I decided to make this recipe from baked-theblog who call these bagels a New York style bagel (New York style sourdough bagels). I made mine more of a Montreal style bagel which includes a smaller bagel, larger hole and you use honey or sugar in the boiling water to poach the bagels. There are many debates that go on about which bagel is better.

There are a few things that make bagels different from rolls or buns:

  • They are poached before baking which gives them the chewiness and a soft crust. You don't want a bagel to have a crusty texture like a typical sourdough bread. 
  • They also don't rise as much as other breads. 
  • Part of the joy of eating the bagel are the seeds coated on the bagel.  
  • Lastly, they are more dense.
Not everyone is a bagel fan. If you want to learn more about the science of making bagels, this link provides the detail.

If you plan to make this recipe, you need to factor in the time for all of the steps. From the time I put the ingredients into the mix master to knead the dough to putting in the first tray of bagels to bake, it took over 25 hours. The recipe advises that it makes eight to ten bagels, I made 15 of them. I used three kinds of seeds to coat the bagels - poppy seed, black sesame seed and everything bagel. If you don't have a large fridge or a second fridge it may be difficult to make these bagels as the trays are kept in the fridge for a minimum of 12 hours. I had these bagels in the fridge for 20 hours. 

They are a delicious bagel and I will be making them again, but not a weekly basis!

Here are some photos to show some of the steps.

Bagel dough is divided up into 15 and resting. 

Bagels ready for the first rise

 After rising for 20 hours in the fridge.

Poaching the bagels in boiling water with baking soda and sugar.

Ready to bake.

Out of the oven and cooling.

Bagels made using this recipe.  New York style sourdough bagels

Sunday, April 25, 2021


For an easy supper, I like to make my version of chicken war won ton soup. It does require a little bit of planning if you want to first make some chicken stock using a boneless skinless chicken breast or thighs. You can make this soup meatless by skipping the chicken and chicken bouillon and using vegetable mini won tons. The vegetables used in the soup can vary based on what you have in the fridge. I use frozen chicken cilantro mini won tons that I buy from Costco. They are a perfect size. I added about 16 mini won tons but you can add more to the soup. If you have leftover soup, you may need to add some water the following day when you heat it up as the noodles and won tons will have absorbed some of the liquid. 


One pound of boneless skinless chicken breast or chicken thighs
Medium onion, chopped
8 cups of water
1 tsp salt

One large carrot, peeled and thinly sliced or chopped
One celery stick, chopped
3 mushrooms, chopped
One small zucchini, finely chopped or sliced into noodles using a vegetable peeler
Large handful of fresh green beans, chopped into 1/2 to 1 inch pieces
One cup to 1 1/2 cups of chopped cauliflower or broccoli 
1/2 coloured pepper, chopped

One garlic clove, minced
2 tsp tamari sauce
1 tsp soy sauce
1 tsp fish sauce (can use salt instead)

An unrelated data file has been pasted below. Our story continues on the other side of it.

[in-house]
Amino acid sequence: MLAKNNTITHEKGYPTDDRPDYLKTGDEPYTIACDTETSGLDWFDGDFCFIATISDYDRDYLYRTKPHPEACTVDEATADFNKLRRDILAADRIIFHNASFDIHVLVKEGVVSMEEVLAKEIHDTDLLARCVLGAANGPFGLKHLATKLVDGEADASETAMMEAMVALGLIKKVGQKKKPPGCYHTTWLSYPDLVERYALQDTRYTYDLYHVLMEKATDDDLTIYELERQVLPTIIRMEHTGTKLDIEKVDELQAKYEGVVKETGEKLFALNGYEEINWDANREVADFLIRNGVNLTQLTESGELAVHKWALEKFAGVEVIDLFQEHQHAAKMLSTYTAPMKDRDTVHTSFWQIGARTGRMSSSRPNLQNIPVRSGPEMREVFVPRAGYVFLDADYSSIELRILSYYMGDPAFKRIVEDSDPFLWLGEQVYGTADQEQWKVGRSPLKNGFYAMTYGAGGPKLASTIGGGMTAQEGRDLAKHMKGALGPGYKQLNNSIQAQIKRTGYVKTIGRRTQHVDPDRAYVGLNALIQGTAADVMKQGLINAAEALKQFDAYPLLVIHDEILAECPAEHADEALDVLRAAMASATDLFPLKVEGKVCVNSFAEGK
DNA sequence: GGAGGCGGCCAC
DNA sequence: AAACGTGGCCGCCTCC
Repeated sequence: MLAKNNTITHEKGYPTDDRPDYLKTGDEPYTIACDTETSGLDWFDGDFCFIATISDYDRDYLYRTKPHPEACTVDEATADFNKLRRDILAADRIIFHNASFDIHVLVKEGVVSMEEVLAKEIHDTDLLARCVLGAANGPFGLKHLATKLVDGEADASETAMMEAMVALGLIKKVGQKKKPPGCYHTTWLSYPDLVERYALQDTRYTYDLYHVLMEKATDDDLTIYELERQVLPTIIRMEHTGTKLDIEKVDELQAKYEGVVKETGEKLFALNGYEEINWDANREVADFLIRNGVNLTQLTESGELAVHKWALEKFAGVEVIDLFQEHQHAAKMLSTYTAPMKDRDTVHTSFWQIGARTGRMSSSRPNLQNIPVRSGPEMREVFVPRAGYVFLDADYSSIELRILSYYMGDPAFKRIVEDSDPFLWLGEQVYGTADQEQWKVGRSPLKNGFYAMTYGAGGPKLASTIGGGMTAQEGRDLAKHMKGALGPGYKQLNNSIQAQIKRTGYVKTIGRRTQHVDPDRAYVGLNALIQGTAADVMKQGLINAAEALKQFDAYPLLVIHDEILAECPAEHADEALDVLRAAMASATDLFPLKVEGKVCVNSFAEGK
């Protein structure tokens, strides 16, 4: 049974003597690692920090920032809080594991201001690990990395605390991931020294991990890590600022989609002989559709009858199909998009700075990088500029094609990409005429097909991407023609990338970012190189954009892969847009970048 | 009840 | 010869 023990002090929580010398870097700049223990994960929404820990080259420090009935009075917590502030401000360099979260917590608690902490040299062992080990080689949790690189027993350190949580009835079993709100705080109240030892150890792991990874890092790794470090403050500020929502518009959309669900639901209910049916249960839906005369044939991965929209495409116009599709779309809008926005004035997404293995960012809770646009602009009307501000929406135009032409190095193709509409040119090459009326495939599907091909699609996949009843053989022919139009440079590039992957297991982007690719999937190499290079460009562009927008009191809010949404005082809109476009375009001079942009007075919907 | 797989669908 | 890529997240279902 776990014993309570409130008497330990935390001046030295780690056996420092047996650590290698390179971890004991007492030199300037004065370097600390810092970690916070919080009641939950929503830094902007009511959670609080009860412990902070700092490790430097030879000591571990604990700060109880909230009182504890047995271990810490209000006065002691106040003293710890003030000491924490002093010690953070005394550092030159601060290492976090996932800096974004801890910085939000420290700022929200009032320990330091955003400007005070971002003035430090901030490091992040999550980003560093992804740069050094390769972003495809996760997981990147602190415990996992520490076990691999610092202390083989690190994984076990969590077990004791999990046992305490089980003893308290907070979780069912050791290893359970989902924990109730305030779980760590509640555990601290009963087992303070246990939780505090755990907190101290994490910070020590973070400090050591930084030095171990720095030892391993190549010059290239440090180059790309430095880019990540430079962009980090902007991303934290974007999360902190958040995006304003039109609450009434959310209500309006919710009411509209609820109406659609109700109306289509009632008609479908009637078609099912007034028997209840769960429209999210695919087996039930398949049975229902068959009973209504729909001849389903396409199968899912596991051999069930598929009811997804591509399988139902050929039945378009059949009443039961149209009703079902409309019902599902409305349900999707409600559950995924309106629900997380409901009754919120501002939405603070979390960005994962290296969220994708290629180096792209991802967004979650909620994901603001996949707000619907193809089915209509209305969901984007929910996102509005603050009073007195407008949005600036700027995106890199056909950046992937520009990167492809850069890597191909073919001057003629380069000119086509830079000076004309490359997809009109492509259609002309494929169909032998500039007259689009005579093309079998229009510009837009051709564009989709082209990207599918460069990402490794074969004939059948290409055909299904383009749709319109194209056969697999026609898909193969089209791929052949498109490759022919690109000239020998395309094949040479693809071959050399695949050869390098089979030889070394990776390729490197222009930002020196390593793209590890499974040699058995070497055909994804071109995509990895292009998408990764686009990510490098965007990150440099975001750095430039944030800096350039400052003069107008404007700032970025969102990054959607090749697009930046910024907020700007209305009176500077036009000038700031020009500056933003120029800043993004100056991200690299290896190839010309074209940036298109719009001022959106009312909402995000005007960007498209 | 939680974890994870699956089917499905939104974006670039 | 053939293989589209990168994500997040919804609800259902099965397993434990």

1 tsp chicken bouillon powder (optional) 

16 mini won tons ( I add them frozen)
100 gram or 3.5 ounces of angel hair pasta broken in smaller pieces or vermicelli noodles

Handful of fresh cilantro, chopped (optional)


Using a large soup pot, add the water, chicken, onion and salt. Heat the contents to a boil and then simmer for an hour. Remove the cooked chicken and place in a bowl to cool for a little bit.
Taste the broth and add the seasonings. I add some chicken bouillon powder to increase the chicken flavour. 

Add the chopped vegetables to the broth. Cut the cooked chicken into small pieces and add back to the soup. Stir the contents of the soup and taste the broth to see if it needs anymore seasoning. Adjust if required. Heat to a boil and then lower the temperature to a simmer and cook for 30 minutes until the vegetables are soft. 

When you are close to serving the soup, add the mini won tons and noodles. Heat the soup to medium high and once it starts to boil reduce the heat to low. Cook for six to seven minutes. Add the chopped cilantro. Makes four large servings. I like to add some additional soy sauce to my own bowl of soup. 

Saturday, April 10, 2021



An individual serving.

I decided to make a healthy version of a cheesy vegetable and ground meat pasta dish for supper tonight. I used chickpea rotini pasta, lean ground bison and a small amount of cheese.  I added some oat milk to create some creaminess along with the cooked pasta water.

As I usually buy and freeze ground meat in one pound or 454 gram packages, I didn't want to make a larger recipe that serves four to six. I cooked the full pound of thawed ground bison, used half of it for this recipe and will use the remaining half in another recipe over the next few days. With storing it in a container in the fridge, it will keep for a few days.    

The pasta dish turned out to be cheesy enough with the amount of cheese added. The DH and I both liked the meal.


125 grams (4.5 ounces) of dry pasta 
250 grams (around 1/2 pound) ground bison (or other ground meat) 
1 tbsp olive or other oil
1/2 large onion, chopped
4 large mushrooms, chopped
1/2 coloured pepper, chopped
2 large handfuls of spinach
1/2 tsp of oregano
salt and pepper to taste
cooking water from pasta
1/3 cup milk or nut/plant milk
1/4 cup shredded cheese - mozzarella, cheddar or other favourites